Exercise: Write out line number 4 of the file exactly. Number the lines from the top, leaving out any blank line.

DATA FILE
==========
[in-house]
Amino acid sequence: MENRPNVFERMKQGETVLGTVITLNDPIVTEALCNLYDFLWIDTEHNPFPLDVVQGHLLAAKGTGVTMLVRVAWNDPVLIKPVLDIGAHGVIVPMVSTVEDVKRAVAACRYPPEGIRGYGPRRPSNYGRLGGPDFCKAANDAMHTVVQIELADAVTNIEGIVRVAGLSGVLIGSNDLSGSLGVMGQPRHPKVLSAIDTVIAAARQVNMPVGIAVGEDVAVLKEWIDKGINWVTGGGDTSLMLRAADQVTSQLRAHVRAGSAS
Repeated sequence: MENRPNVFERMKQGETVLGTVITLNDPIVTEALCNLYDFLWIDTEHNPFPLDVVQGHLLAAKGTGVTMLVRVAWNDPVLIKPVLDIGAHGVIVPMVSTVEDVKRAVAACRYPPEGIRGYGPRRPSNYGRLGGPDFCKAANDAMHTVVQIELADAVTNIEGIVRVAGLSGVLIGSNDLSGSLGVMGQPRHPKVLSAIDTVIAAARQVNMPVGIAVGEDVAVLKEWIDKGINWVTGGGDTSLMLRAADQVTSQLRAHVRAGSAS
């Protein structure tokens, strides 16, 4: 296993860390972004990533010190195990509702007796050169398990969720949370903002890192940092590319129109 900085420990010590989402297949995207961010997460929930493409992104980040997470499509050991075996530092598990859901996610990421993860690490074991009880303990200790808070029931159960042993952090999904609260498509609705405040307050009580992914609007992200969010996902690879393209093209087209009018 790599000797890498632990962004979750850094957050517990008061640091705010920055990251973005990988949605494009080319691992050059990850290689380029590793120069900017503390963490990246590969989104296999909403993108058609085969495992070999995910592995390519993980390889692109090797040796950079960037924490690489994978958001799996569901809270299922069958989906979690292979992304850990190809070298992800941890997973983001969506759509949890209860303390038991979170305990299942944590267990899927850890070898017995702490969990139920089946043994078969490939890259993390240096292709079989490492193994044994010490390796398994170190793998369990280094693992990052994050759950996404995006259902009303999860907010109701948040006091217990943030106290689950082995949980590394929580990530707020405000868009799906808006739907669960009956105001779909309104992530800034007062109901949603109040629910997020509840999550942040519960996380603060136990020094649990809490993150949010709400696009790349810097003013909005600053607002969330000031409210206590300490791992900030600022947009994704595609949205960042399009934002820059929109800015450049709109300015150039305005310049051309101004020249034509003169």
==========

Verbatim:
């Protein structure tokens, strides 16, 4: 296993860390972004990533010190195990509702007796050169398990969720949370903002890192940092590319129109 900085420990010590989402297949995207961010997460929930493409992104980040997470499509050991075996530092598990859901996610990421993860690490074991009880303990200790808070029931159960042993952090999904609260498509609705405040307050009580992914609007992200969010996902690879393209093209087209009018 790599000797890498632990962004979750850094957050517990008061640091705010920055990251973005990988949605494009080319691992050059990850290689380029590793120069900017503390963490990246590969989104296999909403993108058609085969495992070999995910592995390519993980390889692109090797040796950079960037924490690489994978958001799996569901809270299922069958989906979690292979992304850990190809070298992800941890997973983001969506759509949890209860303390038991979170305990299942944590267990899927850890070898017995702490969990139920089946043994078969490939890259993390240096292709079989490492193994044994010490390796398994170190793998369990280094693992990052994050759950996404995006259902009303999860907010109701948040006091217990943030106290689950082995949980590394929580990530707020405000868009799906808006739907669960009956105001779909309104992530800034007062109901949603109040629910997020509840999550942040519960996380603060136990020094649990809490993150949010709400696009790349810097003013909005600053607002969330000031409210206590300490791992900030600022947009994704595609949205960042399009934002820059929109800015450049709109300015150039305005310049051309101004020249034509003169």